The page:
It's hard to miss Sioux Falls, as it's at the intersection of I-90 and I-29, but honestly, there's not much about the city that makes it special for a tourist. If you're planning to visit South Dakota I'd strongly suggest that you make the trip west to Rapid City and the Black Hills. Again, Rapid City itself isn't a lot unlike other small cities, but the Black Hills area makes an excellent vacation destination with Mount Rushmore, Crazy Horse Monument, Custer State Park, South Dakota Bad Lands, Devils Tower and a score of other interesting tourist attractions. Let Google be your friend and I'm sure you'll find a number of sites that you'll not want to miss.
Assuming that you do take I-90 across the state, Mitchell's Corn Palace, about 75 miles west of Sioux Falls, is an interesting short stop, as each year it has all new mosaics on the exterior made from corn. The new scenes on it are made each year in the off-season, but this year it's undergoing a major redesign so will be all new next summer.
Next (another 70 miles west) is Chamberlain, which is where you'll cross the Missouri River and in doing so enter "The West". The difference is obvious, as the land changes immediately from farmland to prairie. A good place to see this, other than just from the highway, is to make a pit stop at the Chamberlain rest area. It's on a hill next to I-90 and overlooks the river and the prairie beyond. South Dakota is commonly divided geographically as either "East River" or "West River", with East River being very much midwest and West River being very much western. It's a stark contrast with the river being the dividing line.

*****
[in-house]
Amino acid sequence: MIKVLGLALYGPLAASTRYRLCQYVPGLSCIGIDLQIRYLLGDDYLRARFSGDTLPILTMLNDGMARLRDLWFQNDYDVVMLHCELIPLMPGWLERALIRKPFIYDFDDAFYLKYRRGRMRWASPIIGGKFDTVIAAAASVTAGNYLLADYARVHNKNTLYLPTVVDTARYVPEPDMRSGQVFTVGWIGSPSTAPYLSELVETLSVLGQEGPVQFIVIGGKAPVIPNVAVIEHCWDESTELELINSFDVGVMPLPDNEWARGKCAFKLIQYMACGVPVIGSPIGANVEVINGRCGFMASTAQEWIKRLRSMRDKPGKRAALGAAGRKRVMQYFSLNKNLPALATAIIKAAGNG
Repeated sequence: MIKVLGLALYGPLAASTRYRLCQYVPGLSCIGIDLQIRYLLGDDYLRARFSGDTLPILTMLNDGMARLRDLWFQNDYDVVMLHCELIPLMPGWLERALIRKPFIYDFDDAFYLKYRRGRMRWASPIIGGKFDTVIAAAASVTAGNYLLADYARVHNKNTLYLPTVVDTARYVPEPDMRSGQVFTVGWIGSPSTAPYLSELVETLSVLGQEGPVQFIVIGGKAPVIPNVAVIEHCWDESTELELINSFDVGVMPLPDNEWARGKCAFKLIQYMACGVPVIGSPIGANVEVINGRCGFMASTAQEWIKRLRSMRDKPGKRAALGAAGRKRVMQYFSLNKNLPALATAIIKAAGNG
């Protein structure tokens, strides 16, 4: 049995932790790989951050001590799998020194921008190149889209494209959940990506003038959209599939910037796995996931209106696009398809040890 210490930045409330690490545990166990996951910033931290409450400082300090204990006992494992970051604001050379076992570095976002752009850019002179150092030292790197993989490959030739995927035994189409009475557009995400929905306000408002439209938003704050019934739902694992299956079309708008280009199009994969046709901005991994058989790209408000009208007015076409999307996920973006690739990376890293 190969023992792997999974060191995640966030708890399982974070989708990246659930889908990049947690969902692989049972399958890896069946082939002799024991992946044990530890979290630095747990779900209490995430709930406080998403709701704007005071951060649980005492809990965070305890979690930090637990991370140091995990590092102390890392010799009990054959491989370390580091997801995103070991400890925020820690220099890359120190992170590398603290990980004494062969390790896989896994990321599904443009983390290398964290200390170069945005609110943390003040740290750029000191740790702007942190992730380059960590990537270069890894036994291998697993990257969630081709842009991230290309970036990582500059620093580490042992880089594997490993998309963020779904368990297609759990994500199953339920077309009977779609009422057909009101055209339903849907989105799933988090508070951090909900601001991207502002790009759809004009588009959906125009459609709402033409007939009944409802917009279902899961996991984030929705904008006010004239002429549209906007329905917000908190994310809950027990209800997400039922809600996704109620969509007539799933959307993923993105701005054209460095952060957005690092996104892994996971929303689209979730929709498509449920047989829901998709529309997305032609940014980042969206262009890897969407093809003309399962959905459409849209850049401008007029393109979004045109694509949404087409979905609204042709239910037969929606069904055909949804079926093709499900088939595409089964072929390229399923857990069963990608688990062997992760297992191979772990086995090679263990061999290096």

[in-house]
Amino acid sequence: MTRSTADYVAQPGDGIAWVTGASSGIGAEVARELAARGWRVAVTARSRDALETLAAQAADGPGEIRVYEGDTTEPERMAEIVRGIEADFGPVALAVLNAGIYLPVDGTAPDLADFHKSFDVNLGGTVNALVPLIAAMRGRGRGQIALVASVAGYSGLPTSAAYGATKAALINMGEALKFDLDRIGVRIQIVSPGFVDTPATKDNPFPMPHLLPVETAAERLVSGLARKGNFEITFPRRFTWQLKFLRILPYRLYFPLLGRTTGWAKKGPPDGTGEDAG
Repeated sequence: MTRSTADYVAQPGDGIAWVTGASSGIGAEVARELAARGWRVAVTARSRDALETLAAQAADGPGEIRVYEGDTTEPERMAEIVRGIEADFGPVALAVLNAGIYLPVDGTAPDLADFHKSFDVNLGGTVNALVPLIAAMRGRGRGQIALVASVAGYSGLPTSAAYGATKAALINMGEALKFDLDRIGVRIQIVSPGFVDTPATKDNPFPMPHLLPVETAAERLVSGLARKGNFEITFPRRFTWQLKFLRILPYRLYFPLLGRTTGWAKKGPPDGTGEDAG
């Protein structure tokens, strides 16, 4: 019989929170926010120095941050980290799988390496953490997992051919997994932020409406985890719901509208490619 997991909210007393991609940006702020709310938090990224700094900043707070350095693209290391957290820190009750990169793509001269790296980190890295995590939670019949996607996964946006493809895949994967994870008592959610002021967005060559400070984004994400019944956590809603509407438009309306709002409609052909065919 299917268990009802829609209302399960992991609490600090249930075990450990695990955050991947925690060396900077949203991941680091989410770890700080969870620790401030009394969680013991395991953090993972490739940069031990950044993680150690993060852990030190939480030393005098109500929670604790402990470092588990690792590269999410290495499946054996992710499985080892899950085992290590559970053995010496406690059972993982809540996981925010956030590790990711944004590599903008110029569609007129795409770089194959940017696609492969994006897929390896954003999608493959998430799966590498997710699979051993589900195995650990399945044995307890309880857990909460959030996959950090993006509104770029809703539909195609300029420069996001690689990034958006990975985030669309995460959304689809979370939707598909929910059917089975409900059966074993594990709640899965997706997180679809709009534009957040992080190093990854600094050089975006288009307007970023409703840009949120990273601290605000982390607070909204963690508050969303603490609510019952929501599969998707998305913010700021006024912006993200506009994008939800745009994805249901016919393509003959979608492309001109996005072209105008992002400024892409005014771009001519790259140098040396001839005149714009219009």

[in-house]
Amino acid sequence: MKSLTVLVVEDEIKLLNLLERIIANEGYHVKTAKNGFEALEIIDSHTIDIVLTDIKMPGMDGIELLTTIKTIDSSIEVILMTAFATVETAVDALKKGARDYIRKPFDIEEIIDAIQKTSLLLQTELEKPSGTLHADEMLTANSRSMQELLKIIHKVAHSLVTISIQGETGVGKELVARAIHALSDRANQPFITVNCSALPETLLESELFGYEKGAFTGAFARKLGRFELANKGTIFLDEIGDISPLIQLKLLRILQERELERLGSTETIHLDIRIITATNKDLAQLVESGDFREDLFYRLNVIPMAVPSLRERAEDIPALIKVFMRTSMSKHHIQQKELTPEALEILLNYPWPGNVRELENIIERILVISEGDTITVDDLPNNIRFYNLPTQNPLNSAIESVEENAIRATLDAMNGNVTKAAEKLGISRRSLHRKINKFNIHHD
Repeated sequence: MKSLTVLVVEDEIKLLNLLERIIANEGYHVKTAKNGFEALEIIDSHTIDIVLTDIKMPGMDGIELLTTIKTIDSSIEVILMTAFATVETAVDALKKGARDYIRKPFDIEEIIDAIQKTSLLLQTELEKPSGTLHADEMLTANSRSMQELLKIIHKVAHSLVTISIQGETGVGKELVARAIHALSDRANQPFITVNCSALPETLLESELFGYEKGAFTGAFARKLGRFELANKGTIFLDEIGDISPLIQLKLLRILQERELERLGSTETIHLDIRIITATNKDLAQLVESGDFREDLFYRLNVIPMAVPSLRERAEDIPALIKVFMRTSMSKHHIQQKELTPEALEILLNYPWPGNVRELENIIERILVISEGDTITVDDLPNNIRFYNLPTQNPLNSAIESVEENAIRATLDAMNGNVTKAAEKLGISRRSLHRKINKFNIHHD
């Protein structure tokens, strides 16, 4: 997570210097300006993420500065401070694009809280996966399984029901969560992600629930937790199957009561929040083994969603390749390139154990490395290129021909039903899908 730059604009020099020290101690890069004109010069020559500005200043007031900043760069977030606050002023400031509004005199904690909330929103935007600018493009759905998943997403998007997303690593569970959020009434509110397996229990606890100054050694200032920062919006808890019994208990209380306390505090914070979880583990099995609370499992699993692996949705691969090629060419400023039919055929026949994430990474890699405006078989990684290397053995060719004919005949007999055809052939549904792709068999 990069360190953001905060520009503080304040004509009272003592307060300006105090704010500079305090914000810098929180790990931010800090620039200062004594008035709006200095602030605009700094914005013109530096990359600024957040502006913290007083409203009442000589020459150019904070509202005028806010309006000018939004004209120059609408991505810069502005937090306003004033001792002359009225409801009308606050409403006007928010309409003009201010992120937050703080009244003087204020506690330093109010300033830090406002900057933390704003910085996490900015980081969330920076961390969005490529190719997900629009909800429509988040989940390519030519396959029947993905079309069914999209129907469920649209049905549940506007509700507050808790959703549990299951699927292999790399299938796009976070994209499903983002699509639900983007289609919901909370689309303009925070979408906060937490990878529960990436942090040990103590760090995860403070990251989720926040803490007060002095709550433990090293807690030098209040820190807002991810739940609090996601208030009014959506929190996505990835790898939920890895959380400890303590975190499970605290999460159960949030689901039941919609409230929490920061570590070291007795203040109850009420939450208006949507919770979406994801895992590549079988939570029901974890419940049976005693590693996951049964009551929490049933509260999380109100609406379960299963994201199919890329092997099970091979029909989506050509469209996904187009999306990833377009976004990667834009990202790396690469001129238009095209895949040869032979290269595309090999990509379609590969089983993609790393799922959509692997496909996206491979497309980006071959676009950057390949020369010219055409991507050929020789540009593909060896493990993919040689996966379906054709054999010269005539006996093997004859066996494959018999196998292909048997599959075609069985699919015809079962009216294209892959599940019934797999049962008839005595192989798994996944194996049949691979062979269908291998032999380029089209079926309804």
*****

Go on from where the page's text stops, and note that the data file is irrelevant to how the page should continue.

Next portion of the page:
The next major attraction will be the Badlands National Monument, best seen in early morning or late afternoon but interesting any time of the day. You can drive through it in an hour or less, but I'd suggest taking another hour to get out of your car and take a short hike or two. Trails abound, from easy to more lengthly, but all of them will give you a little closer look at the formations.
At the western edge of the Badlands is the small town of Wall, made famous by its drug store, Wall Drug. You may have seen road signs for in in Missouri. I've seen them a thousand miles into Canada and all around the U.S. It's really just a tourist trap, but as the grand daddy of all tourist traps, it's worth a stop and is a good place to buy some souvenirs. I've purchased Black Hills Gold jewelry, boots, wallets, and trinkets there, as well as breakfast and lunch.
It's an interstate hour from there to Rapid City. I'll let someone else handle the Rapid City and Black Hills attractions, or just do a Google and ask questions that you might have.
The only other thing I'd suggest, as a Wyomingite, is that you consider continuing your trek into Wyoming as well, where you could visit Devils Tower in the northern Black Hills, then the Bighorn Mountains, especially if you haven't been to the Rockies before. While the Black Hills are beautiful, they're old mountains and top out at under 8,000 feet. The Bighorns are much more majestic with jagged peaks that reach to 13,100 feet. Buffalo and Sheridan are small, historic towns on the eastern edge of the Bighorns. Both have plenty to offer the visitor with an interest in Old West history, but be sure to drive up into the mountains. And at this point you're only a couple hours from the the nation's first and grandest national park -- Yellowstone!